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For my Master's THesis at the Savannah College of Art and Design, I explored by passion for the big picture of entertainment design a ways to build an infallible infrastructure for a more perfectly designed future. Over the course of this months-long project, I developed tools for communication and success in the course of theme park design. The goal of this thesis is to better understand the miscommunications that lead to unsuccessful design and bridge that gap so that designers can select and treat Intellectual Properties with more understanding, develop new stories, and increase guest satisfaction with the potential for greater success. 

As the thesis is quite long, I will only display a summary of it here but if you would like to read it in its entirety, the full thesis can be found here.

 

To begin with, I made the case that a better understanding of stories and source material lead to a more successful design. 

Therefor, I developed a classification system to categorize stories and intellectual property for potential theme park use. My classification system has categories including, but not limited to, age of the material, desirability of the setting, and size of the franchise. 

​Using this classification system, I categorized hundreds of movies, books, stories, games, and other intellectual property. I grouped these then by companies that they belonged to, focusing on those currently in use in theme parks, and using a circle graph that I developed for this thesis, I was able to plot these properties out visually, to see the qualities of IPs most used by each company. 

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Moving on from the understanding of stories, I looked to elements involved in design processes. For the purpose of focus (and keeping my thesis from going on forever) I made the choice to focus on what I'm calling "themed areas": any areas in a theme park that includes multiple elements to deliver a themed story. Tracking designs of these themed areas around the US, I developed a 13 point scoring system to quantify the depth of design. These 13 points include, but are not limited to, a ride as part of the area, fulfillment of a guest "fantasy" related to the source material, and vernacular appropriate to the source material.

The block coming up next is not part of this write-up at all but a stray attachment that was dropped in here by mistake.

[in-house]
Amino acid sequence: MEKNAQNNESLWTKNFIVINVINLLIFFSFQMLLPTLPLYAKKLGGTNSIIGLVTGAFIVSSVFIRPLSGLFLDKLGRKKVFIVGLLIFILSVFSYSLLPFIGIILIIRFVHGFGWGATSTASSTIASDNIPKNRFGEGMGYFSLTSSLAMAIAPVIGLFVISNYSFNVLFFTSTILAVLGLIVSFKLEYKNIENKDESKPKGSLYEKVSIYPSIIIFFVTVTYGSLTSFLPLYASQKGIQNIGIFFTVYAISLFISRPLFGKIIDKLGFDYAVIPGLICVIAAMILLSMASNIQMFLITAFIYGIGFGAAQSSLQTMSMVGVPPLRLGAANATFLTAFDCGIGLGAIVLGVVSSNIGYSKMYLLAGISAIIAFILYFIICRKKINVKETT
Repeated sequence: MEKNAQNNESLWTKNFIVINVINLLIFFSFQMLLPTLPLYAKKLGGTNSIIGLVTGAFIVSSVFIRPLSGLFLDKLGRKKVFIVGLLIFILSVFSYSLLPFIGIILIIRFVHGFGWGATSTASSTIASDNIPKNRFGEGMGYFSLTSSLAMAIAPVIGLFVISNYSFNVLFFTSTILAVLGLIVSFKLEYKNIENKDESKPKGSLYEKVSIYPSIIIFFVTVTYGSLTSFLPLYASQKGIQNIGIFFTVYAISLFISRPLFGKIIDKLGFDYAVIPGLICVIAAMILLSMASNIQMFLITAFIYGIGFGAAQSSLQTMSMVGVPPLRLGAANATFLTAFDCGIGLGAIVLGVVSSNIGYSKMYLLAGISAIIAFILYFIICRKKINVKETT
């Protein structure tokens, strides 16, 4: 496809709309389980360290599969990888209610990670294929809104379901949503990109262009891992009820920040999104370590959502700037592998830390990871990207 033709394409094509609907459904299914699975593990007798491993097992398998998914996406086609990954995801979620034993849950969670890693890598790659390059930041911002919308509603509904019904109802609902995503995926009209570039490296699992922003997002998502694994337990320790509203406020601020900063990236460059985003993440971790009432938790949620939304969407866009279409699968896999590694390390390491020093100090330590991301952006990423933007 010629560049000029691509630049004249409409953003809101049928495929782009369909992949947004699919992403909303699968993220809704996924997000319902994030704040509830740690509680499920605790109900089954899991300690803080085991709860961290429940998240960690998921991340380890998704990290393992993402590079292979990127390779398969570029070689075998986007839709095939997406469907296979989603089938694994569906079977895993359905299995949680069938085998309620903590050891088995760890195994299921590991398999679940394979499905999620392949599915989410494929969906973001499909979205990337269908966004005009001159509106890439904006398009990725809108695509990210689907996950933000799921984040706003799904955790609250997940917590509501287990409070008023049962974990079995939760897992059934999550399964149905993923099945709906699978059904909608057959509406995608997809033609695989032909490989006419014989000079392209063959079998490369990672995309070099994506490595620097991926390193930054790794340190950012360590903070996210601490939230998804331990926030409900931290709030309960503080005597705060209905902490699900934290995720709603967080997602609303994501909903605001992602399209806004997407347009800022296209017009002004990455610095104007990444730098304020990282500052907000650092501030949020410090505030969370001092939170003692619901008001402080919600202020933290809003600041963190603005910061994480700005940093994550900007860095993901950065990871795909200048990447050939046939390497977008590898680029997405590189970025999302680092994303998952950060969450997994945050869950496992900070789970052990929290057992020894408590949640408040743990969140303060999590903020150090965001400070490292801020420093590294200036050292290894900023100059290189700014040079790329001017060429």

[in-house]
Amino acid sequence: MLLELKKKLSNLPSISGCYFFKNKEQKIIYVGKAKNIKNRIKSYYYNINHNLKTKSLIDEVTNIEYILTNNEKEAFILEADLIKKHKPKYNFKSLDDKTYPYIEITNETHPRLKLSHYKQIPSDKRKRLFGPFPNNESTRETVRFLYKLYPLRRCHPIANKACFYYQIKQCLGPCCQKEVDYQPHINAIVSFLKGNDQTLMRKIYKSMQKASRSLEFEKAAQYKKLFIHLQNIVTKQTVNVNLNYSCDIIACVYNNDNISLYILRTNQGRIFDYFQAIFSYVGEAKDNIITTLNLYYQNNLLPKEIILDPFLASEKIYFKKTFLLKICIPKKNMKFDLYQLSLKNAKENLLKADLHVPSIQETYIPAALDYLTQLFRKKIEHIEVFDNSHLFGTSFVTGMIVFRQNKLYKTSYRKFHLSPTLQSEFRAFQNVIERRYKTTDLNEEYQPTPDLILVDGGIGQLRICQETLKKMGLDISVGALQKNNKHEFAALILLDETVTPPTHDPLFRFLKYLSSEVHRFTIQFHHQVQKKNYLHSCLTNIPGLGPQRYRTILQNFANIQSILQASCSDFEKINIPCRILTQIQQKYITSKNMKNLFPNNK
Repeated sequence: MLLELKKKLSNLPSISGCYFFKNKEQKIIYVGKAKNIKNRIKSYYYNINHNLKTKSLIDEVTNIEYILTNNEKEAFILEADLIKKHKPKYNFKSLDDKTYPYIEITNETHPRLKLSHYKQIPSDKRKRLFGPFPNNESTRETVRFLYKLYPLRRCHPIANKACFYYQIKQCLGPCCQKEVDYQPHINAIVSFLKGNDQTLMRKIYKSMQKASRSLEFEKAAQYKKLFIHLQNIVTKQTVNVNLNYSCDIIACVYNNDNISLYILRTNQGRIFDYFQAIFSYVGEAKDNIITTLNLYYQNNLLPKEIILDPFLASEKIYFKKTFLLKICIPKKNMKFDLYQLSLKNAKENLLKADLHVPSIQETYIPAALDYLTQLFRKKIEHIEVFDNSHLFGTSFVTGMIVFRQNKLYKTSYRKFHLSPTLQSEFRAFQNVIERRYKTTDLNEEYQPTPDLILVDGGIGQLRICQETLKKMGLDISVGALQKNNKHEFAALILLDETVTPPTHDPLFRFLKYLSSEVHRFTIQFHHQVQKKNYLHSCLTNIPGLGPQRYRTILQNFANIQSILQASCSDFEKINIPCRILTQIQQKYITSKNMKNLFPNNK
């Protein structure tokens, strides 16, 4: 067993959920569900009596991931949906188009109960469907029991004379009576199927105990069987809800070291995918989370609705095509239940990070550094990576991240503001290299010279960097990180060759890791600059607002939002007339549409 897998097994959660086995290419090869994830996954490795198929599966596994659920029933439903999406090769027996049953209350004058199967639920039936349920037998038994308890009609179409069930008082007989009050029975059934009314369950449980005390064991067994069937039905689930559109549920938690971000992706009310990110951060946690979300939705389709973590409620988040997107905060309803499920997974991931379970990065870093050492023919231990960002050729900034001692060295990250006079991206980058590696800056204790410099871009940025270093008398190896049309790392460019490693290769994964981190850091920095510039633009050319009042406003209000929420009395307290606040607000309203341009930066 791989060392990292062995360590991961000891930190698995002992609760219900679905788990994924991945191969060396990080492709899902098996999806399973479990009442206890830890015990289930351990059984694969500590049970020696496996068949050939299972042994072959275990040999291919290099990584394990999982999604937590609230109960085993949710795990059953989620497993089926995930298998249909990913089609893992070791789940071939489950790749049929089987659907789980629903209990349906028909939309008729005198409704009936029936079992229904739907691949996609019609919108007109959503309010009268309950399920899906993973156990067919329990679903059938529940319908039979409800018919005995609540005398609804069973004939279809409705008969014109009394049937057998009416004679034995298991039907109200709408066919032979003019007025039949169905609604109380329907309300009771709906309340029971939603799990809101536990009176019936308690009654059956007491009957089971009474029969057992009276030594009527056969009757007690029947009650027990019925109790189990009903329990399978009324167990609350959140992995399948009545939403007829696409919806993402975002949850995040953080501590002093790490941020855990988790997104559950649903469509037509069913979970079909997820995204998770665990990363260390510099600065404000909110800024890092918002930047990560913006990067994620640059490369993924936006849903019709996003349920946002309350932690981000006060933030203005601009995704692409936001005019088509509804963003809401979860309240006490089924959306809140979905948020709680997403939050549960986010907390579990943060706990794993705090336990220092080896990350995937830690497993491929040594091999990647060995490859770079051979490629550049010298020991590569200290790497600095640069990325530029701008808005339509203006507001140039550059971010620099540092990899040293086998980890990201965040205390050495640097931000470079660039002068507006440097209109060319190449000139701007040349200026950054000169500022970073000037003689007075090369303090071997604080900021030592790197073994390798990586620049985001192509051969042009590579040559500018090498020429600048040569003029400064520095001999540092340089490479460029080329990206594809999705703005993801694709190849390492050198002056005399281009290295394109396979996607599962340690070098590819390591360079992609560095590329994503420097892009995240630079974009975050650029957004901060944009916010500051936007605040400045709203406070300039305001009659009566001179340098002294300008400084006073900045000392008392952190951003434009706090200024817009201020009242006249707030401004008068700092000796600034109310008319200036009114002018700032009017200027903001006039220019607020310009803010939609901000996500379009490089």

And finally, I wanted to be able to quantify the success of these designs, so that we could look at the full, big picture. These designs don't exist in a vacuum, and in order to know how to design successfully, we have to know what works. Therefore, I gave existing designs a score from 0-4 based on elements including, but not limited to, positive press and increased theme park attendance after the implementation of the design.

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In the end, my biggest final deliverable was a large matrix and database of all my findings and systems compiled together, which is not included here. With all of this information, I was able to track which kind of stories perform the best in a theme park setting. In my database, I charted those currently performing well, then used that information to flag other stories with the same properties that are currently unused, and which companies they belong to. I could see the most important elements to contribute to a lasting and successful attraction. 

 

There were many, significant conclusions to be drawn from my thesis as a whole. To finish it out, I picked several stories which were flagged as potential successes and illustrated concepts based on these. It is my hope that with the information gathered and developed in my thesis, we will be able to charge into an exciting future better stories, better designs, and spectacular new attractions. 

Again, you may find my complete thesis paper here